Potassium deficiency can affect human nerves and their function with muscle cells in the digestive system, heart, and other body systems. Most of the body’s potassium is located in the cells.
When your diet is balanced daily, potassium levels remain good with ease. If, on the other hand, your diet is poor and contains unhealthy foods or lacks important sources of potassium, you may suffer from potassium deficiency.
Do you know how you can identify this nutrient deficiency in your body? This time we will tell you what the symptoms of that phenomenon are.
Keep reading and pay attention to these symptoms, and if you notice them in your own case, fix the potassium deficiency naturally!
1. Potassium deficiency feels like fatigue and weakness
The first symptoms of potassium deficiency are usually muscle aches, cramps, and abnormal weakness. This weakness is not only noticeable in the arms and legs, but also in the respiratory and abdominal and intestinal muscles.
Low potassium intake prevents muscle cells from rapidly regenerating their energy stores. This in turn causes them to have difficulty shrinking.
Weakness, muscle cramps, and tingling or numbness in the muscles may be signs that potassium deficiency is becoming more severe.
If you already have some of these symptoms, we recommend that you see a doctor immediately to get an assessment of your condition.
2. The heart rhythm is uneven
Prolonged potassium deficiency in the body can alter the normal functioning of the heart. The first symptom of this is an uneven heartbeat with no clear cause.
It is common for this to happen when you run too hard and have not trained for it. However, it is not normal for this to happen when you move as usual.
Prolonged potassium deficiency may eventually cause structural and functional disorders in your kidneys.
Potassium deficiency can also slow the heart rate and cause dizziness as a result.
There are different types of arrhythmias. Some cause the heart to beat too fast, while others make that organ work too slowly. In the most severe cases, the heart may begin to miss beats.
All forms of arrhythmia can cause a wide variety of symptoms, ranging from dizziness to fainting. Irregular heartbeat for any reason can also occur with shortness of breath, chest pain, and sweating.
3. High blood pressure
There are many things that affect blood pressure levels, and these include hereditary factors, overweight, and salt intake. Potassium deficiency can also be one reason for changes in blood pressure.
In fact, both too little and too much potassium intake can cause changes in blood pressure.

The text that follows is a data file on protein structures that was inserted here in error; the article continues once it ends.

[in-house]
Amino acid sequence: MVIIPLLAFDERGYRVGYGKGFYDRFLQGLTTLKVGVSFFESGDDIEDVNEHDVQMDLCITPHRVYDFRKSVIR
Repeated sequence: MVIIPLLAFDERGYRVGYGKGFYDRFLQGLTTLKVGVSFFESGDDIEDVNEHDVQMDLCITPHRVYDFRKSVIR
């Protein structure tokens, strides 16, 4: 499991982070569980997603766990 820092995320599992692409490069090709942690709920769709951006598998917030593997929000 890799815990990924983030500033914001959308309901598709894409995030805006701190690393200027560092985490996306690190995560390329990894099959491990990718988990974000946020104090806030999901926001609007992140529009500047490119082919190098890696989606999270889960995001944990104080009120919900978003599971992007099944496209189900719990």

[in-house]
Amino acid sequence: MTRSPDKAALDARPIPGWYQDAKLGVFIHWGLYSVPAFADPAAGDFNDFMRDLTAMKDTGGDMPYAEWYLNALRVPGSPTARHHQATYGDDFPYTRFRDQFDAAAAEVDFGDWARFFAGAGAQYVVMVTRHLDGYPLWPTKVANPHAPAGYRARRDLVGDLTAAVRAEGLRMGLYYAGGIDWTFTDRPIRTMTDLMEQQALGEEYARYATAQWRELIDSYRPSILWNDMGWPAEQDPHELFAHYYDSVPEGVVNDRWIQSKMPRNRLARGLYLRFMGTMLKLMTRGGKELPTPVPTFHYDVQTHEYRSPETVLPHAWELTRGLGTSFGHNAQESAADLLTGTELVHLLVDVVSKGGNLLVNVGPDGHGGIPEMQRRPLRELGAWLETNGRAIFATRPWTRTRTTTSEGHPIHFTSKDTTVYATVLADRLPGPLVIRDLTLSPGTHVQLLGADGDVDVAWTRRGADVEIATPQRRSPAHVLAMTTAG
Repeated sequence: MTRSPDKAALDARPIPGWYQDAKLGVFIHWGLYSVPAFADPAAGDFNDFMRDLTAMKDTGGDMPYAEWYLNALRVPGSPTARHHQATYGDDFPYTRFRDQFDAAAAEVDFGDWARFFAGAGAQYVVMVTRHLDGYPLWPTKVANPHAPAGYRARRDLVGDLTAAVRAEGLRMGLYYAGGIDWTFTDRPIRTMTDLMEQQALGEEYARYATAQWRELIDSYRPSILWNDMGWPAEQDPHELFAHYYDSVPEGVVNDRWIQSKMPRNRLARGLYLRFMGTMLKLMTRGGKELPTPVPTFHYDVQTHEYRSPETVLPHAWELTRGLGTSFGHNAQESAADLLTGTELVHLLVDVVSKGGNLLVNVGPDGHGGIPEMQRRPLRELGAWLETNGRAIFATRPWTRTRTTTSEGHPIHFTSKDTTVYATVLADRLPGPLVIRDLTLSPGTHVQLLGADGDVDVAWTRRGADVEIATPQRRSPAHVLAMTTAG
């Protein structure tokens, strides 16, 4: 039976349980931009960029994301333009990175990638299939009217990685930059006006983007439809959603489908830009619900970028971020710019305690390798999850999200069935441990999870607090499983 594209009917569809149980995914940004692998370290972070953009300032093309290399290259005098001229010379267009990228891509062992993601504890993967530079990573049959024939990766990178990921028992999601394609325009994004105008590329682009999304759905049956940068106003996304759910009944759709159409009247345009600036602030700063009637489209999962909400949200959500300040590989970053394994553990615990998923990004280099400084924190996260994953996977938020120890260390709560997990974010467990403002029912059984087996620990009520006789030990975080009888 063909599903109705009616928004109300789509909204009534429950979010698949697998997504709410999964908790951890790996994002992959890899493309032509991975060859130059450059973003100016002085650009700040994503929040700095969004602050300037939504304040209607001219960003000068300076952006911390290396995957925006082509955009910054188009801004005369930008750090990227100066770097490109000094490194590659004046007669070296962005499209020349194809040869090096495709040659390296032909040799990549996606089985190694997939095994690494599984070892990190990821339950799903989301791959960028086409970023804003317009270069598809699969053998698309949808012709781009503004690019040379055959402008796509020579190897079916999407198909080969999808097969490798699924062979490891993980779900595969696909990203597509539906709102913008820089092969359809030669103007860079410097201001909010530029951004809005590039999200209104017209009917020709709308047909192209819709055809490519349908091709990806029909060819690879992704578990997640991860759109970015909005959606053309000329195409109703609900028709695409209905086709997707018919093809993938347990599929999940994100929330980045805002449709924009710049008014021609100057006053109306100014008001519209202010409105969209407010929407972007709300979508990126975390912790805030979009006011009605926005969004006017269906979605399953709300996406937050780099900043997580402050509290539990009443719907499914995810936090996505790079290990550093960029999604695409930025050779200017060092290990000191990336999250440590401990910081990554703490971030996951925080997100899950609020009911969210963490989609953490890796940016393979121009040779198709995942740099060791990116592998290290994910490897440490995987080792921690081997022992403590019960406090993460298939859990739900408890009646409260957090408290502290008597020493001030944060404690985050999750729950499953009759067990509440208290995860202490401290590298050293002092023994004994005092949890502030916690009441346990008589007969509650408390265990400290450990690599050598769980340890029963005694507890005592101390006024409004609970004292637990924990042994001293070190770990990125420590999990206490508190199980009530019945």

According to several studies, eating too much salty foods and eating too little fruit and vegetables can lead to high blood pressure.
4. Muscle cramping
Muscle activity and relaxation are conditions that are dependent on potassium. Relaxation can be involuntary or involuntary, depending on the muscle you are exercising.
When you have too little potassium in your body, the muscle stays in a contracted state, causing cramps. If it is common for you to get muscle cramps in your legs, for example, this may be too low a potassium intake.
This is a very common problem for athletes who train a lot. If this is the case for you, it is a good idea to drink sports drinks with electrolytes and potassium from time to time.
Which foods are high in potassium?
Whenever it comes to potassium, people think that bananas are the best source to increase its intake. While it is true that this fruit is high in potassium, bananas are by no means the only good source of potassium.
Foods that can naturally help increase the amount of potassium in your body are all included in what we present below.
This vegetable is easy to grow at home and should be tried by everyone. Already 100 g contains 380 mg of potassium, and watercress can be enjoyed as part of salads or smoothies.
It is a well-known fact that bananas are rich in potassium: this mineral is obtained from bananas at 370 mg per 100 grams.
However, keep in mind that if you have diabetes, you should not eat this fruit in very large quantities.
If you’re the type of person who likes traditional mashed potatoes a lot, you’ve probably never suffered from potassium deficiency and the symptoms we’ve mentioned in this article.
- Potatoes contain 418 mg of potassium for every 100 grams.
- To prevent the loss of this mineral, it is best to eat the potatoes baked, grilled or steamed in the oven.
- Remember to avoid fried potatoes in a pan.
This is another seasonal vegetable that is rich in potassium – 450 mg for every 100 grams.
We recommend consuming cabbage in salads or roasts.
Avocado contains 487 mg of potassium per 100 grams. You can enjoy it in guacamole, salad or layered bread.
Spinach is an excellent vegetable that is a good addition to many meals and provides 554 mg of potassium for every 100 grams.
It is likely that potassium deficiency will not come to mind when you think about the nutrients your body needs to function in a healthy way. However, don’t forget this mineral either, as it plays an important role in the functioning of many of your bodies.
Now that you know which foods get the most potassium , you can start adding these products to your daily diet – your health will thank you so much for this change!